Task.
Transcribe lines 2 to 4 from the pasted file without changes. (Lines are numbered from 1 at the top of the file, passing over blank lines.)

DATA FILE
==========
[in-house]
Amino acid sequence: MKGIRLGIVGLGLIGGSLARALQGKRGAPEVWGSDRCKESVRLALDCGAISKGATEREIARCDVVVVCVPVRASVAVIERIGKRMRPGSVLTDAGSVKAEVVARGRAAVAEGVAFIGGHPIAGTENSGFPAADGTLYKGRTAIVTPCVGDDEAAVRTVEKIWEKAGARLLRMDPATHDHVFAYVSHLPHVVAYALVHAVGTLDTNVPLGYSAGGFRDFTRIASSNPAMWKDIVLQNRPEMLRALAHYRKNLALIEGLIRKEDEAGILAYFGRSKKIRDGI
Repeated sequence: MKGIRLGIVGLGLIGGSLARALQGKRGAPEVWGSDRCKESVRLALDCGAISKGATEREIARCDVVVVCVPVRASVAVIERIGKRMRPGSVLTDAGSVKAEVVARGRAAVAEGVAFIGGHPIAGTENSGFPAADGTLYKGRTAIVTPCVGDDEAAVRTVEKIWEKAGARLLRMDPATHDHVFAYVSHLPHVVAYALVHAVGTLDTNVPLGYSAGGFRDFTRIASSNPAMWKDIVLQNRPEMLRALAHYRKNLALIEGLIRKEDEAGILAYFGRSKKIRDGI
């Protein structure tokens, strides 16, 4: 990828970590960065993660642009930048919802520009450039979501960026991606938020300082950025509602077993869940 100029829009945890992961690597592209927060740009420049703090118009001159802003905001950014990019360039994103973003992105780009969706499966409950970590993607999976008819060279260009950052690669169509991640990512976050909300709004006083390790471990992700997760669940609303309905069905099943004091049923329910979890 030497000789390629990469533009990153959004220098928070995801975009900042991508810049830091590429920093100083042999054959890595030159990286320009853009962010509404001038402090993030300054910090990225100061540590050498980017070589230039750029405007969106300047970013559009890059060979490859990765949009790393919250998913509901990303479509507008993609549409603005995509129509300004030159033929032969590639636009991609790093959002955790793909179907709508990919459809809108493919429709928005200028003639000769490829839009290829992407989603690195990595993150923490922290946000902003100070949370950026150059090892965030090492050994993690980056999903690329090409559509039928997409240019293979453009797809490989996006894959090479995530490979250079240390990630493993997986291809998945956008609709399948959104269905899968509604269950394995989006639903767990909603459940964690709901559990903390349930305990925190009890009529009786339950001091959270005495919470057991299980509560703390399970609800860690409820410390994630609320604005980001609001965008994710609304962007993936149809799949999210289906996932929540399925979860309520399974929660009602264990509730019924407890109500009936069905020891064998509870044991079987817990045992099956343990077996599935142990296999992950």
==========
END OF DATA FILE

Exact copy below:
Amino acid sequence: MKGIRLGIVGLGLIGGSLARALQGKRGAPEVWGSDRCKESVRLALDCGAISKGATEREIARCDVVVVCVPVRASVAVIERIGKRMRPGSVLTDAGSVKAEVVARGRAAVAEGVAFIGGHPIAGTENSGFPAADGTLYKGRTAIVTPCVGDDEAAVRTVEKIWEKAGARLLRMDPATHDHVFAYVSHLPHVVAYALVHAVGTLDTNVPLGYSAGGFRDFTRIASSNPAMWKDIVLQNRPEMLRALAHYRKNLALIEGLIRKEDEAGILAYFGRSKKIRDGI
Repeated sequence: MKGIRLGIVGLGLIGGSLARALQGKRGAPEVWGSDRCKESVRLALDCGAISKGATEREIARCDVVVVCVPVRASVAVIERIGKRMRPGSVLTDAGSVKAEVVARGRAAVAEGVAFIGGHPIAGTENSGFPAADGTLYKGRTAIVTPCVGDDEAAVRTVEKIWEKAGARLLRMDPATHDHVFAYVSHLPHVVAYALVHAVGTLDTNVPLGYSAGGFRDFTRIASSNPAMWKDIVLQNRPEMLRALAHYRKNLALIEGLIRKEDEAGILAYFGRSKKIRDGI
């Protein structure tokens, strides 16, 4: 990828970590960065993660642009930048919802520009450039979501960026991606938020300082950025509602077993869940 100029829009945890992961690597592209927060740009420049703090118009001159802003905001950014990019360039994103973003992105780009969706499966409950970590993607999976008819060279260009950052690669169509991640990512976050909300709004006083390790471990992700997760669940609303309905069905099943004091049923329910979890 030497000789390629990469533009990153959004220098928070995801975009900042991508810049830091590429920093100083042999054959890595030159990286320009853009962010509404001038402090993030300054910090990225100061540590050498980017070589230039750029405007969106300047970013559009890059060979490859990765949009790393919250998913509901990303479509507008993609549409603005995509129509300004030159033929032969590639636009991609790093959002955790793909179907709508990919459809809108493919429709928005200028003639000769490829839009290829992407989603690195990595993150923490922290946000902003100070949370950026150059090892965030090492050994993690980056999903690329090409559509039928997409240019293979453009797809490989996006894959090479995530490979250079240390990630493993997986291809998945956008609709399948959104269905899968509604269950394995989006639903767990909603459940964690709901559990903390349930305990925190009890009529009786339950001091959270005495919470057991299980509560703390399970609800860690409820410390994630609320604005980001609001965008994710609304962007993936149809799949999210289906996932929540399925979860309520399974929660009602264990509730019924407890109500009936069905020891064998509870044991079987817990045992099956343990077996599935142990296999992950």